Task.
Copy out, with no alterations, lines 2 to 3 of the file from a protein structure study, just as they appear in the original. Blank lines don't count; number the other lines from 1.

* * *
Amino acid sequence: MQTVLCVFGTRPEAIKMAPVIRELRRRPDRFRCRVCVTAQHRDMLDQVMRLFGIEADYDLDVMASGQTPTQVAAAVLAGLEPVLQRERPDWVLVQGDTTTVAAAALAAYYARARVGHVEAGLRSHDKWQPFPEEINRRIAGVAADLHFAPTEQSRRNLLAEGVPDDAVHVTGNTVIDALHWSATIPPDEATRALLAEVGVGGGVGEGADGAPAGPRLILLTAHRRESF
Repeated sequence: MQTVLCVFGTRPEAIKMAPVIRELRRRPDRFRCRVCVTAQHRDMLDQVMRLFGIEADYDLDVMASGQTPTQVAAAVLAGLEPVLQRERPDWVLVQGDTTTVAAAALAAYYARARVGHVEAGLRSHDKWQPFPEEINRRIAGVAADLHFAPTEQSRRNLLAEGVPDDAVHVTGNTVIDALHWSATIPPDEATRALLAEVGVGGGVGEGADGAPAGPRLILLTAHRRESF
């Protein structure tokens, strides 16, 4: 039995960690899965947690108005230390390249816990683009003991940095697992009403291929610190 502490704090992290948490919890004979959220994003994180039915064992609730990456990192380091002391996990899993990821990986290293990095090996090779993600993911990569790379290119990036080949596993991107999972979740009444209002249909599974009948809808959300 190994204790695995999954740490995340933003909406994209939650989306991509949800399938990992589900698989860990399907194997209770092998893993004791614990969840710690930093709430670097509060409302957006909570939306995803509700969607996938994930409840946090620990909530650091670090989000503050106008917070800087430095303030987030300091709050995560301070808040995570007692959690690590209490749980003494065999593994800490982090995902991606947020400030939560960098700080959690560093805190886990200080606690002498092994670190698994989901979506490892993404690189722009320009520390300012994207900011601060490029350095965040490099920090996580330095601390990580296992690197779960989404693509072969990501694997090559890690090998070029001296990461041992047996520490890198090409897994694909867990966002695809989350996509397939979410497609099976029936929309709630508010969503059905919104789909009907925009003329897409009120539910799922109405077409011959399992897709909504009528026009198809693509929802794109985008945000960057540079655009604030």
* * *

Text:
Repeated sequence: MQTVLCVFGTRPEAIKMAPVIRELRRRPDRFRCRVCVTAQHRDMLDQVMRLFGIEADYDLDVMASGQTPTQVAAAVLAGLEPVLQRERPDWVLVQGDTTTVAAAALAAYYARARVGHVEAGLRSHDKWQPFPEEINRRIAGVAADLHFAPTEQSRRNLLAEGVPDDAVHVTGNTVIDALHWSATIPPDEATRALLAEVGVGGGVGEGADGAPAGPRLILLTAHRRESF
């Protein structure tokens, strides 16, 4: 039995960690899965947690108005230390390249816990683009003991940095697992009403291929610190 502490704090992290948490919890004979959220994003994180039915064992609730990456990192380091002391996990899993990821990986290293990095090996090779993600993911990569790379290119990036080949596993991107999972979740009444209002249909599974009948809808959300 190994204790695995999954740490995340933003909406994209939650989306991509949800399938990992589900698989860990399907194997209770092998893993004791614990969840710690930093709430670097509060409302957006909570939306995803509700969607996938994930409840946090620990909530650091670090989000503050106008917070800087430095303030987030300091709050995560301070808040995570007692959690690590209490749980003494065999593994800490982090995902991606947020400030939560960098700080959690560093805190886990200080606690002498092994670190698994989901979506490892993404690189722009320009520390300012994207900011601060490029350095965040490099920090996580330095601390990580296992690197779960989404693509072969990501694997090559890690090998070029001296990461041992047996520490890198090409897994694909867990966002695809989350996509397939979410497609099976029936929309709630508010969503059905919104789909009907925009003329897409009120539910799922109405077409011959399992897709909504009528026009198809693509929802794109985008945000960057540079655009604030």